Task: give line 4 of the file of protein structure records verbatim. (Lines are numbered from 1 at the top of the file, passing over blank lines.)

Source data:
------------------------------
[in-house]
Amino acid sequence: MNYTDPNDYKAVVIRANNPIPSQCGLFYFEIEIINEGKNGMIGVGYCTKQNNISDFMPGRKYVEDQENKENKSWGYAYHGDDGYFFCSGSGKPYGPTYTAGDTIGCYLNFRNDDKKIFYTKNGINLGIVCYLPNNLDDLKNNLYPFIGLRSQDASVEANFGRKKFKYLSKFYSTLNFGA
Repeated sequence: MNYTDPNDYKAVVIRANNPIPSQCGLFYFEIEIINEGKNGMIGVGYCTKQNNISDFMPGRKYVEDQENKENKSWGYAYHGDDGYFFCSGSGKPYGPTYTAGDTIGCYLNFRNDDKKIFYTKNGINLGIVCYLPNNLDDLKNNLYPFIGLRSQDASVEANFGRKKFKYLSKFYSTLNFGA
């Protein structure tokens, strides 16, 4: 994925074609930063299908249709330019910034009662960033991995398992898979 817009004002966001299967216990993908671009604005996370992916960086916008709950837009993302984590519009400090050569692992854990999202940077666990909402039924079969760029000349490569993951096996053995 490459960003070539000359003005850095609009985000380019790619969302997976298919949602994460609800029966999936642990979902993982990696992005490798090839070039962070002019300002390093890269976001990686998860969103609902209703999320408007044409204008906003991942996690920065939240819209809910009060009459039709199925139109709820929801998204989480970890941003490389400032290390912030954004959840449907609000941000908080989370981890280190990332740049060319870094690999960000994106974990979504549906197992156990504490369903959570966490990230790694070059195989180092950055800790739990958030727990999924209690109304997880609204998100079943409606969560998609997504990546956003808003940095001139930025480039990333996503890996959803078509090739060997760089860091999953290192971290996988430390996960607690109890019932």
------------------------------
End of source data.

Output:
């Protein structure tokens, strides 16, 4: 994925074609930063299908249709330019910034009662960033991995398992898979 817009004002966001299967216990993908671009604005996370992916960086916008709950837009993302984590519009400090050569692992854990999202940077666990909402039924079969760029000349490569993951096996053995 490459960003070539000359003005850095609009985000380019790619969302997976298919949602994460609800029966999936642990979902993982990696992005490798090839070039962070002019300002390093890269976001990686998860969103609902209703999320408007044409204008906003991942996690920065939240819209809910009060009459039709199925139109709820929801998204989480970890941003490389400032290390912030954004959840449907609000941000908080989370981890280190990332740049060319870094690999960000994106974990979504549906197992156990504490369903959570966490990230790694070059195989180092950055800790739990958030727990999924209690109304997880609204998100079943409606969560998609997504990546956003808003940095001139930025480039990333996503890996959803078509090739060997760089860091999953290192971290996988430390996960607690109890019932």